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Wyoming News Briefs: September 9, 2019

SVI Media is part of the Wyoming News Exchange. These stories come courtesy of the WNE.


Wyoming schools ranked sixth best in nation

JACKSON (WNE) — Wyoming may be small, but its schools pack a punch.

That’s according to Education Week, a publication that reports on schools across the country. The final part of its 2019 Quality Counts report pitted the states’ educational systems against each other in a number of categories, and Wyoming ranked near the top in some. 

For school finance, a measure of how much the state spends on education, Wyoming ranked first, with high levels of spending per student and equity in spending across school districts. Wyoming’s school foundation program guarantees each district a certain amount of money based on some complicated formulas, essentially sending money from more affluent districts to poorer ones.

Wyoming was given a score of 92.8 out of 100 for school finance — an A — while the national average was a C.

The scores were a bit more mixed in the other categories. Wyoming outpaced the nation, just barely, in K-12 student performance. The state scored about average in terms of students’ actual performance in school, but its marks in educational equity regarding socioeconomic gaps boosted its overall score.

It ranked ninth in the gap between affluent students and low-income ones, meaning that the gap was smaller than in most states. The state’s scores in the final major category, chance for success, were similarly mixed, with Wyoming doing better than the nation in setting children up for success when they enter school.


Feds investigate August shooting as murder

RIVERTON (WNE) — Federal officials are investigating a shooting that resulted in the death of Victor W. Addison, 29.

Addison was found dead Aug. 4 as the result of a gunshot wound to the head, according to the Fremont County Coroner’s Office, which has ruled the death a homicide.

Chief deputy coroner Erin Ivie said the homicide determination was made “based on evidence found on or with the body (as well as) circumstances of the scene.”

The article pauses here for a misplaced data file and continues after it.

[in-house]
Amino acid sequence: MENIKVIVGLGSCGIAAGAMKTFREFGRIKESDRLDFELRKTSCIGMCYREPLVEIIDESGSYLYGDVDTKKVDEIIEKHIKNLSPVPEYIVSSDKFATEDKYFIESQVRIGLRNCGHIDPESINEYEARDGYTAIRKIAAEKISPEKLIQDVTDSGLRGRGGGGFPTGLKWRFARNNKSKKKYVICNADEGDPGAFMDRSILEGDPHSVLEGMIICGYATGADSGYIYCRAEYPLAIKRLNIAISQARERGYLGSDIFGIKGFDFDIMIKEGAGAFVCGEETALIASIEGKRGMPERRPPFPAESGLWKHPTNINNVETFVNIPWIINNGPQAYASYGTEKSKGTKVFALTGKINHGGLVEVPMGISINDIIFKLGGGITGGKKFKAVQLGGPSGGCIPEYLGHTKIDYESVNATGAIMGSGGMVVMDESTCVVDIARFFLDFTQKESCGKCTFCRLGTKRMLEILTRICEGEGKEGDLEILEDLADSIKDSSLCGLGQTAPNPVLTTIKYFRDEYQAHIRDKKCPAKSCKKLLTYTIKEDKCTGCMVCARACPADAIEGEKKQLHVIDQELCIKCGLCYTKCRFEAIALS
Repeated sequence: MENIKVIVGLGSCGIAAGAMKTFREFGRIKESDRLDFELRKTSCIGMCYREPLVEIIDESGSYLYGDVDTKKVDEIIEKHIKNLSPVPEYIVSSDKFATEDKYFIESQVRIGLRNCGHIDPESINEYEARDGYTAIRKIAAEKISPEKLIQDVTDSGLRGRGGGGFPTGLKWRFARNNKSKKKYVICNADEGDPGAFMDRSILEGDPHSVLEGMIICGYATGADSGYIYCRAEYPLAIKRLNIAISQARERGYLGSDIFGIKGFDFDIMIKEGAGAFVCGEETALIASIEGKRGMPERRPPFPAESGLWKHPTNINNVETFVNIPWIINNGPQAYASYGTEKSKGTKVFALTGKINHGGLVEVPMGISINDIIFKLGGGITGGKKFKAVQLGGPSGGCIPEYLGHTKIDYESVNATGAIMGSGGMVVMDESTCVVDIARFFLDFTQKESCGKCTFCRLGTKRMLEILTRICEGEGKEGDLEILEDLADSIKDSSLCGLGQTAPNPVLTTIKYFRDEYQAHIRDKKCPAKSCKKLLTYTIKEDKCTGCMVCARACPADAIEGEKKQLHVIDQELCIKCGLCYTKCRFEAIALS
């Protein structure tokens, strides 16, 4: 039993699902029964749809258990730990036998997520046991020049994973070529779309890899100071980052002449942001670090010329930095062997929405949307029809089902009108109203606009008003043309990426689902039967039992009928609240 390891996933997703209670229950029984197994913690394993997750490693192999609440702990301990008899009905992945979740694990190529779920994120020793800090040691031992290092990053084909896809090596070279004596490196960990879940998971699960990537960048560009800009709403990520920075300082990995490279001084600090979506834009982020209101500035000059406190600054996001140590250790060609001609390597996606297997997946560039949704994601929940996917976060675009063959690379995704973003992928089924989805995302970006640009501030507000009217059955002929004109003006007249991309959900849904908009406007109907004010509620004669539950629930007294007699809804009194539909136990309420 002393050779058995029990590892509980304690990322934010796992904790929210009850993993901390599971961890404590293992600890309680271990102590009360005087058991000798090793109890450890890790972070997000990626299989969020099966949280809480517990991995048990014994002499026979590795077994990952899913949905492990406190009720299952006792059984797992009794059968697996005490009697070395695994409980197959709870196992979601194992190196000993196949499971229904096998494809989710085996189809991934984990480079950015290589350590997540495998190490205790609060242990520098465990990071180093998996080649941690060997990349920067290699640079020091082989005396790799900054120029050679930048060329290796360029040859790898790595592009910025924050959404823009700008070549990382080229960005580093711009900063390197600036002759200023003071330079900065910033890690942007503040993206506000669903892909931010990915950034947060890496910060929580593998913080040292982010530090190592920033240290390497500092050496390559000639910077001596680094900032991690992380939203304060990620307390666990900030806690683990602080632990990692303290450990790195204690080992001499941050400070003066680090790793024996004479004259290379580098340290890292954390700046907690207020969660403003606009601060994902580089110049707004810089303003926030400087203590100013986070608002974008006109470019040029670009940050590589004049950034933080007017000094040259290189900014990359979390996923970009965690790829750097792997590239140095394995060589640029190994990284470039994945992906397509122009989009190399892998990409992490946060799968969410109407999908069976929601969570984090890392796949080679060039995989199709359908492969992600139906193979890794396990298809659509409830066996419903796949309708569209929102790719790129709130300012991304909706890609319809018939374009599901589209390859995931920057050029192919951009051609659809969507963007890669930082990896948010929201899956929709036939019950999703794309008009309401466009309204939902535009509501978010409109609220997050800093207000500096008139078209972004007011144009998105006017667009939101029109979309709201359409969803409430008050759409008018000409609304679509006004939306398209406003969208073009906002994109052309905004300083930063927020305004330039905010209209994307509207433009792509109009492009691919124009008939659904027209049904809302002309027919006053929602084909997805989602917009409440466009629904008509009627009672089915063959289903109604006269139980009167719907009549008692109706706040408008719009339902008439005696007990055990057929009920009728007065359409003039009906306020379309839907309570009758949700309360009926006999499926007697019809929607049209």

“(From) what I viewed, it was apparent,” she said Friday.

Federal Bureau of Information public affairs officer Amy Meyer said her agency’s investigation into the case is “active, ongoing and a priority matter with dedicated resources from multiple agencies working around the clock to bring it to resolution.”

She could not provide comment or specifics Friday, however.

Records from the Fremont County Sheriff’s Office indicate Addison’s body was found at about 5:40 a.m. Aug. 4 in an area near Riverton.

The FCCO says he initially was a “John Doe,” identified as a 20-30-year-old American Indian male approximately 6 feet tall and 175 pounds with black hair, brown eyes and a tattoo of a spade and stars over his right forearm.

Toxicology testing showed his blood-alcohol content was .22 at the time of his death, and he had 180 nanograms per milliliter of methamphetamine in his system.

His date of death is the same as the date he was found.


Attorneys ask for juvenile court for boy’s attempted murder trial

GILLETTE (WNE) — Attorneys for the boy accused of nine counts of attempted first-degree murder after he took guns into Sage Valley Junior High School have asked a judge to transfer the case to juvenile court.

Local public defender Jefferson Coombs and Wyoming State Public Defender Diane M. Lozano asked for a two-day hearing to present all the relevant evidence and testimony in support of moving the case to juvenile court. The motion itself and arguments are listed as confidential.

They also asked for a different judge for the hearing than District Judge Michael N. “Nick” Deegan of Gillette, who has been assigned the case. District Judge John G. Fenn of Sheridan has been assigned the case for the hearing, which has been set for Oct. 28-29.

Dale Warner, now 15, has been in Campbell County jail since Nov. 13, 2018, when he allegedly took two guns and 36 bullets into Sage Valley Junior High with the intent of shooting nine teachers or students. They were identified as people he wanted to target or who were in the classroom where he intended to open fire.

Warner has pleaded not guilty to the charges.

Campbell County Attorney Ronald E. Wirthwein decided to charge the then 14-year-old as an adult, meaning, among other things, that his court proceedings are public rather than confidential as they would be in juvenile court.